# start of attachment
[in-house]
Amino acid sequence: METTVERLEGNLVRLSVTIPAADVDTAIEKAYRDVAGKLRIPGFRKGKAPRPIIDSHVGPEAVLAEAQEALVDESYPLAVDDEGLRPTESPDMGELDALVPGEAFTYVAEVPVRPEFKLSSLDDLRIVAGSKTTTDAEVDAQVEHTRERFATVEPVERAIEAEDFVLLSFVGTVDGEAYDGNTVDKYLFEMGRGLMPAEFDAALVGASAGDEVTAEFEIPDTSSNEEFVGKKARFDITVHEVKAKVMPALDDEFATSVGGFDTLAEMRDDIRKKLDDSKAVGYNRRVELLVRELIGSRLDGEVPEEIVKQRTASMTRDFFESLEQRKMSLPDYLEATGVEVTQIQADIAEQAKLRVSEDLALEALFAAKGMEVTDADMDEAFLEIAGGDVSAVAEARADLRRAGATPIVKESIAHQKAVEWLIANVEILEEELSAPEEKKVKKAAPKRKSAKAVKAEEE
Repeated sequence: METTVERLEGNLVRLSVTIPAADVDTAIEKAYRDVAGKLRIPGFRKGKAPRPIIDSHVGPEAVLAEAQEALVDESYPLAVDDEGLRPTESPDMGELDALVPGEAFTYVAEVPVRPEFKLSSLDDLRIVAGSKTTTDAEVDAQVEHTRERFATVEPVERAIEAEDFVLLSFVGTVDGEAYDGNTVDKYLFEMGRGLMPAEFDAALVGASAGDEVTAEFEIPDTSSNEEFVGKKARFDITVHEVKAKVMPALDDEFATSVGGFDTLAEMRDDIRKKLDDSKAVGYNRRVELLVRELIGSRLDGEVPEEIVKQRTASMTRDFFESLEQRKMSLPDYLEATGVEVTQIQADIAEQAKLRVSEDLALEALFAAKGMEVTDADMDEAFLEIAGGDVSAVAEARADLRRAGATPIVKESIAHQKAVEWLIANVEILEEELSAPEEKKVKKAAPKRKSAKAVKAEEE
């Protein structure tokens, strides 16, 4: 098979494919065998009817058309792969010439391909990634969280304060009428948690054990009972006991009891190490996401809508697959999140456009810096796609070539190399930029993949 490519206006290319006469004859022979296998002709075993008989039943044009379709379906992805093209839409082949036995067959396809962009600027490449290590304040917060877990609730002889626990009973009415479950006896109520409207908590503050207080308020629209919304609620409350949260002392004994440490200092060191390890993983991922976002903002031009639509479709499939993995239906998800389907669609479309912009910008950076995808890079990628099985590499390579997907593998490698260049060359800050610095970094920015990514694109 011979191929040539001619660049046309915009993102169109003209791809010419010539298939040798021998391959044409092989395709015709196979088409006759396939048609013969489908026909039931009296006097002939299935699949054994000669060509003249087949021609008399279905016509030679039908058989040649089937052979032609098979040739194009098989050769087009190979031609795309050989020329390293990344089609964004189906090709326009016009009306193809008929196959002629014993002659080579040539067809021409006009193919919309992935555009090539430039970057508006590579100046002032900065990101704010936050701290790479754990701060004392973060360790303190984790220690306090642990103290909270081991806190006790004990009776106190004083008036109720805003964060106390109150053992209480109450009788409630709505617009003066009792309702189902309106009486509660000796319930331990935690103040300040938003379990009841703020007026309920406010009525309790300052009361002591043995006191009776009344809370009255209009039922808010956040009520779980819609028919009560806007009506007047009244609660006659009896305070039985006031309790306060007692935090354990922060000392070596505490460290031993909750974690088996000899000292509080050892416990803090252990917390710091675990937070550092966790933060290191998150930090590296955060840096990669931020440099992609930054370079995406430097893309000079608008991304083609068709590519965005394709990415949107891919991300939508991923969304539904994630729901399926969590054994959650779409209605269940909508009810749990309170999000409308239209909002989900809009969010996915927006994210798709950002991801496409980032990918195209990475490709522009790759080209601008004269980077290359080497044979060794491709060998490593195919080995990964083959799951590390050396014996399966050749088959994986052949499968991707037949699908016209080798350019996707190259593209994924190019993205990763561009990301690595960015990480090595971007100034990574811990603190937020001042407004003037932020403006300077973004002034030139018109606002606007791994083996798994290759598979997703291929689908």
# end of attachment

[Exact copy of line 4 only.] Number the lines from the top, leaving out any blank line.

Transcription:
């Protein structure tokens, strides 16, 4: 098979494919065998009817058309792969010439391909990634969280304060009428948690054990009972006991009891190490996401809508697959999140456009810096796609070539190399930029993949 490519206006290319006469004859022979296998002709075993008989039943044009379709379906992805093209839409082949036995067959396809962009600027490449290590304040917060877990609730002889626990009973009415479950006896109520409207908590503050207080308020629209919304609620409350949260002392004994440490200092060191390890993983991922976002903002031009639509479709499939993995239906998800389907669609479309912009910008950076995808890079990628099985590499390579997907593998490698260049060359800050610095970094920015990514694109 011979191929040539001619660049046309915009993102169109003209791809010419010539298939040798021998391959044409092989395709015709196979088409006759396939048609013969489908026909039931009296006097002939299935699949054994000669060509003249087949021609008399279905016509030679039908058989040649089937052979032609098979040739194009098989050769087009190979031609795309050989020329390293990344089609964004189906090709326009016009009306193809008929196959002629014993002659080579040539067809021409006009193919919309992935555009090539430039970057508006590579100046002032900065990101704010936050701290790479754990701060004392973060360790303190984790220690306090642990103290909270081991806190006790004990009776106190004083008036109720805003964060106390109150053992209480109450009788409630709505617009003066009792309702189902309106009486509660000796319930331990935690103040300040938003379990009841703020007026309920406010009525309790300052009361002591043995006191009776009344809370009255209009039922808010956040009520779980819609028919009560806007009506007047009244609660006659009896305070039985006031309790306060007692935090354990922060000392070596505490460290031993909750974690088996000899000292509080050892416990803090252990917390710091675990937070550092966790933060290191998150930090590296955060840096990669931020440099992609930054370079995406430097893309000079608008991304083609068709590519965005394709990415949107891919991300939508991923969304539904994630729901399926969590054994959650779409209605269940909508009810749990309170999000409308239209909002989900809009969010996915927006994210798709950002991801496409980032990918195209990475490709522009790759080209601008004269980077290359080497044979060794491709060998490593195919080995990964083959799951590390050396014996399966050749088959994986052949499968991707037949699908016209080798350019996707190259593209994924190019993205990763561009990301690595960015990480090595971007100034990574811990603190937020001042407004003037932020403006300077973004002034030139018109606002606007791994083996798994290759598979997703291929689908």